Author Bio ▼

Dr Tim Marsh PhD, MSc, CFIOSH, CPsychol, SFIIRSM is MD of Anker and Marsh. Visiting Professor at Plymouth University he is considered a world authority on the subject of behavioural safety, safety leadership and organisational culture. As well as many of the world's most recognisable industrial names Tim has worked with diverse organisations such as the European Space Agency, the BBC, Sky TV, the RNLI and the National Theatre in his 25 year plus consultancy career. He has key noted and chaired dozens of conferences around the world including the closing key note at the Campbell Institutes inaugural International Thoughts Leaders event in 2014. He has written several best-selling books including Affective Safety Management, Talking Safety, Total Safety Culture, the Definitive Guide to Behavioural Safety and Organised Wellbeing. Previously he led Manchester Universities ground-breaking research team into behavioural safety methodologies in the 1990s.
October 22, 2021

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HEALTH AND SAFETY… DIFFERENTLY

Build it with flowers…

In the latest part of his SHP blog series, Tim Marsh describes a recent case study of his, that provided an outlook on how managers treat their staff.

flower bouquetWe frequently say at conferences that pro-active culture creation is key and that you build a strong culture, one constructive conversation at a time. To an extent, this is all about having a learning and empathy focus and working the well-known expression, ‘think before you speak, but start that thinking with objective analysis’!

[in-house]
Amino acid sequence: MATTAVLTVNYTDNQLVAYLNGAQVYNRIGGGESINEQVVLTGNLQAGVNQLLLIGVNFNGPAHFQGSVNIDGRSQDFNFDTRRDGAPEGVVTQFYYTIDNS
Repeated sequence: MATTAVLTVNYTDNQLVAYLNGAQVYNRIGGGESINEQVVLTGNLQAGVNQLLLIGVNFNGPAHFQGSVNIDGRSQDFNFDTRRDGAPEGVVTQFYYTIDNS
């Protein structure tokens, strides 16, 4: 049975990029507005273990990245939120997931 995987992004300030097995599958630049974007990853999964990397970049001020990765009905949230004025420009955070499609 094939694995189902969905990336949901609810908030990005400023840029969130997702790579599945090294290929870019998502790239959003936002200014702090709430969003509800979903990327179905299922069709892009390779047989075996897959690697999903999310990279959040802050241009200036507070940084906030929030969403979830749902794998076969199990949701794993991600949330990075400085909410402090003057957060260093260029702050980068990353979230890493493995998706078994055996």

Recently, a case study of a distribution site reminds me that building a strong culture of care, engagement and empowerment can be even simpler than clear thinking and good listening.

After undertaking thousands of safety culture surveys over the last two decades plus, in almost every industry there is, we have a new record holder. They scored off the scale, genuinely ‘generative’ (if you know the Parker and Hudson scale) and beating even the small Scandinavian utility company that held the previous high score.

And this was a genuine score validated with the deep dive verbatim. (We try and validate all scores, especially suspiciously high ones, with ‘can you give me an example of that?’ and ‘how did you feel about that?’, questions as describing examples and emotion make it increasingly difficult to hold to ‘scores I feel I should give if I know what’s good for me as I’m not sure that this process is as anonymous as they insist it is!’). But though our man, big John D, who has been undertaking culture surveys for 20 years or more tried hard he simply couldn’t budge them.

It turned out that the first thing the new manager did was to knock down some historical walls and barriers between departments by knocking down some actual walls so that they could see each other and communicate more quickly and easily. All the basics of transformational leadership were there of course: better communication; praise rather than criticism as a default, ditto coaching rather than telling – and generally always leading by example in a good way (all managers leading by example all day every day whether they want to be or not)!

Think before you speak, but start that thinking with objective analysis!

But the story this short piece is about relates to a small accident where a woman colleague’s (toe cap protected) foot got bruised. On the first day of the week off, her doctor had prescribed, she explained how the manager turned up at her house with a card, chocolates and flowers to say in person how mortified he was that someone had woken up that morning in pain, because of something that had happened at his site.